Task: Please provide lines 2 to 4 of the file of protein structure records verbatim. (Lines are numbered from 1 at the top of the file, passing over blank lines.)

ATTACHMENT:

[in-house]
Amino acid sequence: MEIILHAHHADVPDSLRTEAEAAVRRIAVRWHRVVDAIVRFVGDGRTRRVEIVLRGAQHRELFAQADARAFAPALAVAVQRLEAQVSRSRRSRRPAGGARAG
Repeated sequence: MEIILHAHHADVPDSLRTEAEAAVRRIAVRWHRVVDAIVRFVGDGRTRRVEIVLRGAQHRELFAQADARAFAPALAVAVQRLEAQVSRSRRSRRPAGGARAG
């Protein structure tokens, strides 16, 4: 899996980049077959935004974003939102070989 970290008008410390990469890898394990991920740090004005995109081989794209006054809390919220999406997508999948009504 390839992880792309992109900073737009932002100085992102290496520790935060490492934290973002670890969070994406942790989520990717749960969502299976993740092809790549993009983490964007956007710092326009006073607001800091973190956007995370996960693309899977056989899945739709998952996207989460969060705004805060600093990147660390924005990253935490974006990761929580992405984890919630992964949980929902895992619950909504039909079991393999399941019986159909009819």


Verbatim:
Amino acid sequence: MEIILHAHHADVPDSLRTEAEAAVRRIAVRWHRVVDAIVRFVGDGRTRRVEIVLRGAQHRELFAQADARAFAPALAVAVQRLEAQVSRSRRSRRPAGGARAG
Repeated sequence: MEIILHAHHADVPDSLRTEAEAAVRRIAVRWHRVVDAIVRFVGDGRTRRVEIVLRGAQHRELFAQADARAFAPALAVAVQRLEAQVSRSRRSRRPAGGARAG
């Protein structure tokens, strides 16, 4: 899996980049077959935004974003939102070989 970290008008410390990469890898394990991920740090004005995109081989794209006054809390919220999406997508999948009504 390839992880792309992109900073737009932002100085992102290496520790935060490492934290973002670890969070994406942790989520990717749960969502299976993740092809790549993009983490964007956007710092326009006073607001800091973190956007995370996960693309899977056989899945739709998952996207989460969060705004805060600093990147660390924005990253935490974006990761929580992405984890919630992964949980929902895992619950909504039909079991393999399941019986159909009819």